US9473066B2 - Mounting assemblies for solar panel systems and methods for using the same - Google Patents

Mounting assemblies for solar panel systems and methods for using the same Download PDF

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US9473066B2
US9473066B2 US14/671,669 US201514671669A US9473066B2 US 9473066 B2 US9473066 B2 US 9473066B2 US 201514671669 A US201514671669 A US 201514671669A US 9473066 B2 US9473066 B2 US 9473066B2
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solar panel
base
support arm
assembly
clamp assembly
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US20150280638A1 (en
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Erich Kai Stephan
Glenn Harris
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PEGASUS SOLAR Inc
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PEGASUS SOLAR Inc
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Assigned to PEGASUS SOLAR INC. reassignment PEGASUS SOLAR INC. CORRECTIVE ASSIGNMENT TO CORRECT THE DOCKET NUMBER PREVIOUSLY RECORDED AT REEL: 035286 FRAME: 0015. ASSIGNOR(S) HEREBY CONFIRMS THE ASSIGNMENT. Assignors: HARRIS, GLENN, STEPHAN, Erich Kai
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    • HELECTRICITY
    • H02GENERATION; CONVERSION OR DISTRIBUTION OF ELECTRIC POWER
    • H02SGENERATION OF ELECTRIC POWER BY CONVERSION OF INFRA-RED RADIATION, VISIBLE LIGHT OR ULTRAVIOLET LIGHT, e.g. USING PHOTOVOLTAIC [PV] MODULES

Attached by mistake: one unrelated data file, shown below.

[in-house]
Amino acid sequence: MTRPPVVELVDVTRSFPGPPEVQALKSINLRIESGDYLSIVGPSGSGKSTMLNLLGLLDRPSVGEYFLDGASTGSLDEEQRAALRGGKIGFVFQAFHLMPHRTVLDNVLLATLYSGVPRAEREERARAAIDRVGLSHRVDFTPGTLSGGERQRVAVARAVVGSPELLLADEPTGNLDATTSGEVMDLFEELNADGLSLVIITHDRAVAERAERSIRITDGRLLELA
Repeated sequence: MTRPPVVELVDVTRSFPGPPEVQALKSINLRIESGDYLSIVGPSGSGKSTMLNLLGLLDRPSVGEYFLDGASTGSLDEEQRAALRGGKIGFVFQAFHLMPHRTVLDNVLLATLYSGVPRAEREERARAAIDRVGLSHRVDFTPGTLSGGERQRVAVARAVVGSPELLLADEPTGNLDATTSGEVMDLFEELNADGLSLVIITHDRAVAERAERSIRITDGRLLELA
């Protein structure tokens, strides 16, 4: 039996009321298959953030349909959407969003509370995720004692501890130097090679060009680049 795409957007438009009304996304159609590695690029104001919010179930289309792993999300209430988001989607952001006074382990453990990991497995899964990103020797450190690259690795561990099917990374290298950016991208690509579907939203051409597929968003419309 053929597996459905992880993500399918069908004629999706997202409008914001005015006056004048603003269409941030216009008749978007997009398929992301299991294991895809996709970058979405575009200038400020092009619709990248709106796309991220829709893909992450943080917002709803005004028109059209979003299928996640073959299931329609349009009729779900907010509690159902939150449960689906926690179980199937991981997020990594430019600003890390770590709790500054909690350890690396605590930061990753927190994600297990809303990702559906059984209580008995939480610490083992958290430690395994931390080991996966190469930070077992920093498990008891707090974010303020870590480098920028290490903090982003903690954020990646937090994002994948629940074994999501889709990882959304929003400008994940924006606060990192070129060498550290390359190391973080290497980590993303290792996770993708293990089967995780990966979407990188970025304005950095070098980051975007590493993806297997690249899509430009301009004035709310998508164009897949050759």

• H02S20/00Supporting structures for PV modules
    • H02S20/20Supporting structures directly fixed to an immovable object
    • H02S20/22Supporting structures directly fixed to an immovable object specially adapted for buildings
    • H02S20/23Supporting structures directly fixed to an immovable object specially adapted for buildings specially adapted for roof structures
    • F24J2/5245
    • F24J2/5258
    • F24J2/5264
    • FMECHANICAL ENGINEERING; LIGHTING; HEATING; WEAPONS; BLASTING
    • F24HEATING; RANGES; VENTILATING
    • F24SSOLAR HEAT COLLECTORS; SOLAR HEAT SYSTEMS
    • F24S25/00Arrangement of stationary mountings or supports for solar heat collector modules
    • F24S25/60Fixation means, e.g. fasteners, specially adapted for supporting solar heat collector modules
    • F24S25/61Fixation means, e.g. fasteners, specially adapted for supporting solar heat collector modules for fixing to the ground or to building structures
    • FMECHANICAL ENGINEERING; LIGHTING; HEATING; WEAPONS; BLASTING
    • F24HEATING; RANGES; VENTILATING
    • F24SSOLAR HEAT COLLECTORS; SOLAR HEAT SYSTEMS
    • F24S25/00Arrangement of stationary mountings or supports for solar heat collector modules
    • F24S25/60Fixation means, e.g. fasteners, specially adapted for supporting solar heat collector modules
    • F24S25/63Fixation means, e.g. fasteners, specially adapted for supporting solar heat collector modules for fixing modules or their peripheral frames to supporting elements
    • F24S25/634Clamps; Clips